Versioning system[edit]

Following Rust 1.0, new features are developed in nightly versions which release on a daily basis. During each release cycle of six weeks, changes on nightly versions are released to beta, while changes from the previous beta version are released to a new stable version.[108]

Every two or three years, a new "edition" is produced. Editions are released to allow making limited breaking changes such as promoting await to a keyword to support async/await features. Editions are largely compatible and migration to a new edition can be assisted with automated tooling.[109]

IDE support[edit]

The most popular language server for Rust is rust-analyzer. The original language server, RLS was officially deprecated in favor of rust-analyzer in July 2022.[110] These projects provide IDEs and text editors with more information about a Rust project, with basic features including autocompletion, and display of compilation errors while editing.[citation needed]


Rust aims "to be as efficient and portable as idiomatic C++, without sacrificing safety".[111] Since it does not perform garbage collection, Rust is often faster than other memory-safe languages.[112][113][114]

Rust provides two "modes": safe and unsafe. The safe mode is the "normal" one, in which most Rust is written. In unsafe mode, the developer is responsible for the correctness of the code, making it possible to create applications which require low-level features.[115] It has been demonstrated empirically that unsafe Rust is not always more performant than safe Rust, and can even be slower in some cases.[116]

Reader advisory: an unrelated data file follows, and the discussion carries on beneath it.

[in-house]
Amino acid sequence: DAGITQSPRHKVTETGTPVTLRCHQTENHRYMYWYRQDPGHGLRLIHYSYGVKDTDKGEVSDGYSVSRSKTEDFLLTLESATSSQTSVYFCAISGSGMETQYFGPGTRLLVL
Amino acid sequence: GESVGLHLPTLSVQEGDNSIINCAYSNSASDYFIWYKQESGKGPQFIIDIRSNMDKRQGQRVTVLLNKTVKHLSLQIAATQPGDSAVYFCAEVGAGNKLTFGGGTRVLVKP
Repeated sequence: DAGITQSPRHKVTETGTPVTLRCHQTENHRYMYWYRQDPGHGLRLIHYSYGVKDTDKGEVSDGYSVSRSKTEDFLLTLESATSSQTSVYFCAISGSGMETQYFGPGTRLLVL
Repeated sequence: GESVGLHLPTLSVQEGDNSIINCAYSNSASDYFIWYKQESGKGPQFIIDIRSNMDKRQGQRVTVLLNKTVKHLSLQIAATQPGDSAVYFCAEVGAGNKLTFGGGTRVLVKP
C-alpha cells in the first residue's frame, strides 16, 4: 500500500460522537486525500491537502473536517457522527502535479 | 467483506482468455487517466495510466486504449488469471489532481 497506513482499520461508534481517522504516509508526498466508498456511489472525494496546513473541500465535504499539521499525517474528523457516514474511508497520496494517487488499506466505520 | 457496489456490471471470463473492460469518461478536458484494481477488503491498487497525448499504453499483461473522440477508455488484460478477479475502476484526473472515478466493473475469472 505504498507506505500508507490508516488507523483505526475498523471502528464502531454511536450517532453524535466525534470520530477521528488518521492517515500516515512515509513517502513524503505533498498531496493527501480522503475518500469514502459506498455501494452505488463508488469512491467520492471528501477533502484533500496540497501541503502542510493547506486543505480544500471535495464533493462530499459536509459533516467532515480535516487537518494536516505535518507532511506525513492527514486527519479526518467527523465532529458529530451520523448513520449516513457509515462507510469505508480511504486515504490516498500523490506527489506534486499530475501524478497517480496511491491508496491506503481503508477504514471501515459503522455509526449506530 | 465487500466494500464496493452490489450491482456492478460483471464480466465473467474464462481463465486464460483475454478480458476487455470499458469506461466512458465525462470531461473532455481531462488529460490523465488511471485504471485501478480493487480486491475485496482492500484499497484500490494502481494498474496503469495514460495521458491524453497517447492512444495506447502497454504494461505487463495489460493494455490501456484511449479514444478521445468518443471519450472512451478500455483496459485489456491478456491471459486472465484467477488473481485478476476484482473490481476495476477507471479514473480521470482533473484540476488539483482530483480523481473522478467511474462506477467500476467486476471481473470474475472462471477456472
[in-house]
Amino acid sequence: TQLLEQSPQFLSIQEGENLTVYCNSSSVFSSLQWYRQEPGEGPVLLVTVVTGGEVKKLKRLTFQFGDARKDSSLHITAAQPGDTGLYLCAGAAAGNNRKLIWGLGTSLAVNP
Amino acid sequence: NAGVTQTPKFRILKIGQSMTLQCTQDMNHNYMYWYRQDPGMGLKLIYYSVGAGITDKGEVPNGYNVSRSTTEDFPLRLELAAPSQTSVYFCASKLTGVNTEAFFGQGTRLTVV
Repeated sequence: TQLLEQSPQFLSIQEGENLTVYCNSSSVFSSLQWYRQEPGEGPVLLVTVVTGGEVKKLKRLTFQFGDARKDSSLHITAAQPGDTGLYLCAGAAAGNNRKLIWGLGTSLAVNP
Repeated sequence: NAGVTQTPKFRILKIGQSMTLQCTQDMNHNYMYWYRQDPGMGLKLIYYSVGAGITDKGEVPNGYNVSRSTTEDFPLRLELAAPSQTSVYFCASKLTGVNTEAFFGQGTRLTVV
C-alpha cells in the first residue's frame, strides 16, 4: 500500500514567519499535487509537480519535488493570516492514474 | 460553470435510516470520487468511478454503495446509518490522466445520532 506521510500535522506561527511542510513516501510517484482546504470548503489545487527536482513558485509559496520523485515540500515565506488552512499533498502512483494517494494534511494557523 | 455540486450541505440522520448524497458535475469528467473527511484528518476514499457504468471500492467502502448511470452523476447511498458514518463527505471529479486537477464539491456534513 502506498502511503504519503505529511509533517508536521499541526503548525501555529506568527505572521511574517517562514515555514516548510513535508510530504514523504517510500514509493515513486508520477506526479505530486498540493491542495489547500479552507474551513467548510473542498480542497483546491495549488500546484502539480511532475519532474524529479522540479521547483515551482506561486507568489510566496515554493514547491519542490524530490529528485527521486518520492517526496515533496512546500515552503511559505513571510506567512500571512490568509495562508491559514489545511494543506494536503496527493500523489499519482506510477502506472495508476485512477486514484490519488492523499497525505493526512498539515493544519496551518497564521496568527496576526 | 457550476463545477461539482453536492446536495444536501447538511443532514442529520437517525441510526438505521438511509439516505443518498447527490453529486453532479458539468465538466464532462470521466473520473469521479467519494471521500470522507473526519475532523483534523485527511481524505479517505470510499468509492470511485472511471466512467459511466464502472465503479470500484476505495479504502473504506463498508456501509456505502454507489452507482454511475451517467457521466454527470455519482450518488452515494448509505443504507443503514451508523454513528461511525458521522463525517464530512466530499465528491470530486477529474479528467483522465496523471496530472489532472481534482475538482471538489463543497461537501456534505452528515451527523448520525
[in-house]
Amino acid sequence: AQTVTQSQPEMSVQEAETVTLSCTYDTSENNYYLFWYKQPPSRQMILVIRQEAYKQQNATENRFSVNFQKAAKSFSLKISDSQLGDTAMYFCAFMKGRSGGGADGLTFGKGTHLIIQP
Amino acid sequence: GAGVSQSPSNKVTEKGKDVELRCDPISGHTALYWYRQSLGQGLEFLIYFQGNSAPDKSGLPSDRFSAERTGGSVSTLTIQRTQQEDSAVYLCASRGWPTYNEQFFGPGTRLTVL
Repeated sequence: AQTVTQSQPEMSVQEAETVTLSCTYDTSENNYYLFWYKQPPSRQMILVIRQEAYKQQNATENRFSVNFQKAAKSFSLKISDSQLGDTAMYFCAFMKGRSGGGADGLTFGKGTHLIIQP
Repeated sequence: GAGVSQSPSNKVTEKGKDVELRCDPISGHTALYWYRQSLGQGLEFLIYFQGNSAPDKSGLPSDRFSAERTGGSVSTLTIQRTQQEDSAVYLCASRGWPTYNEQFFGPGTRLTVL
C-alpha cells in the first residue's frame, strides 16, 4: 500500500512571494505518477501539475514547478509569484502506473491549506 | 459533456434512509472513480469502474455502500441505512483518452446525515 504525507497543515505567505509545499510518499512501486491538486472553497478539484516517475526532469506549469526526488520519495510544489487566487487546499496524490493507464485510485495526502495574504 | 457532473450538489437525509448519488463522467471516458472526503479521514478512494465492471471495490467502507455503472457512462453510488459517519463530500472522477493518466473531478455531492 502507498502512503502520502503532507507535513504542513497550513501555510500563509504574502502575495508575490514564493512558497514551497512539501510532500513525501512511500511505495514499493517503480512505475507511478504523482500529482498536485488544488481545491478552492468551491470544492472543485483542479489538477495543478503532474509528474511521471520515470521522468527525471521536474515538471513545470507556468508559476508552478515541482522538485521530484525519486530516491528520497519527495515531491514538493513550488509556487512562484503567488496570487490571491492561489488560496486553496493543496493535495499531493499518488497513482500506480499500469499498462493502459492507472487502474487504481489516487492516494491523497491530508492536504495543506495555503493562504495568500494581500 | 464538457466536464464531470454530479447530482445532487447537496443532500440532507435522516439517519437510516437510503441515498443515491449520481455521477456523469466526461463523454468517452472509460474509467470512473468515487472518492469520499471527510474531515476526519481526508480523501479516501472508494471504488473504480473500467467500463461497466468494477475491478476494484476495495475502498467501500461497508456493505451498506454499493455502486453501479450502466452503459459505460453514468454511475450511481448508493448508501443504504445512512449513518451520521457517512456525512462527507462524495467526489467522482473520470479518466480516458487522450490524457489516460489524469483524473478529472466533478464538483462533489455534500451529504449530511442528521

Many of Rust's features are so-called zero-cost abstractions, meaning they are optimized away at compile time and incur no runtime penalty.[117] The ownership and borrowing system permits zero-copy implementations for some performance-sensitive tasks, such as parsing.[118] Static dispatch is used by default to eliminate method calls, with the exception of methods called on dynamic trait objects.[119] The compiler also uses inline expansion to eliminate function calls and statically dispatched method invocations entirely.[120]

Since Rust utilizes LLVM, any performance improvements in LLVM also carry over to Rust.[121] Unlike C and C++, Rust allows re-organizing struct and enum element ordering.[122] This can be done to reduce the size of structures in memory, for better memory alignment, and to improve cache access efficiency.[123]